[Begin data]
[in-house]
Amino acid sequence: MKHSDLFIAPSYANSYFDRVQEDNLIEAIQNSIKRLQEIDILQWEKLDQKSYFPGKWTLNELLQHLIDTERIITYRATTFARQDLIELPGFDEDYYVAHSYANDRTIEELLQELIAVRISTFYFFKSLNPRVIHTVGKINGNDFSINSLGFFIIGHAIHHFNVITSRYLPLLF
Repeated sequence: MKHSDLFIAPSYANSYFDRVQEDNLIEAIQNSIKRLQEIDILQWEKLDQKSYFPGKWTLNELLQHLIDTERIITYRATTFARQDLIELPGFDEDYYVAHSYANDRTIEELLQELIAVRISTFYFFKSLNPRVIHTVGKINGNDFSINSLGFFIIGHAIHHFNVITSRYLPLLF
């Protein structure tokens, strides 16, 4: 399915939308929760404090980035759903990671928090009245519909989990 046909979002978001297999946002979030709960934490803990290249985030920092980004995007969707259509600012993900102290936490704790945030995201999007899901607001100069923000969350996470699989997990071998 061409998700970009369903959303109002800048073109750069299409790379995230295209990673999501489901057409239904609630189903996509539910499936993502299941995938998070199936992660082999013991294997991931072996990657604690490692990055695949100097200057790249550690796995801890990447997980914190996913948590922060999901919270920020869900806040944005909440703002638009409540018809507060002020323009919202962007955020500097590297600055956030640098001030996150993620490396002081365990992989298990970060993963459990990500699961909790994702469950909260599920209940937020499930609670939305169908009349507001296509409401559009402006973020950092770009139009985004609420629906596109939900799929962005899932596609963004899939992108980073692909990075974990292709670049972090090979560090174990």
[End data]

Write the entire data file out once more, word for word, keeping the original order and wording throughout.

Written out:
[in-house]
Amino acid sequence: MKHSDLFIAPSYANSYFDRVQEDNLIEAIQNSIKRLQEIDILQWEKLDQKSYFPGKWTLNELLQHLIDTERIITYRATTFARQDLIELPGFDEDYYVAHSYANDRTIEELLQELIAVRISTFYFFKSLNPRVIHTVGKINGNDFSINSLGFFIIGHAIHHFNVITSRYLPLLF
Repeated sequence: MKHSDLFIAPSYANSYFDRVQEDNLIEAIQNSIKRLQEIDILQWEKLDQKSYFPGKWTLNELLQHLIDTERIITYRATTFARQDLIELPGFDEDYYVAHSYANDRTIEELLQELIAVRISTFYFFKSLNPRVIHTVGKINGNDFSINSLGFFIIGHAIHHFNVITSRYLPLLF
């Protein structure tokens, strides 16, 4: 399915939308929760404090980035759903990671928090009245519909989990 046909979002978001297999946002979030709960934490803990290249985030920092980004995007969707259509600012993900102290936490704790945030995201999007899901607001100069923000969350996470699989997990071998 061409998700970009369903959303109002800048073109750069299409790379995230295209990673999501489901057409239904609630189903996509539910499936993502299941995938998070199936992660082999013991294997991931072996990657604690490692990055695949100097200057790249550690796995801890990447997980914190996913948590922060999901919270920020869900806040944005909440703002638009409540018809507060002020323009919202962007955020500097590297600055956030640098001030996150993620490396002081365990992989298990970060993963459990990500699961909790994702469950909260599920209940937020499930609670939305169908009349507001296509409401559009402006973020950092770009139009985004609420629906596109939900799929962005899932596609963004899939992108980073692909990075974990292709670049972090090979560090174990």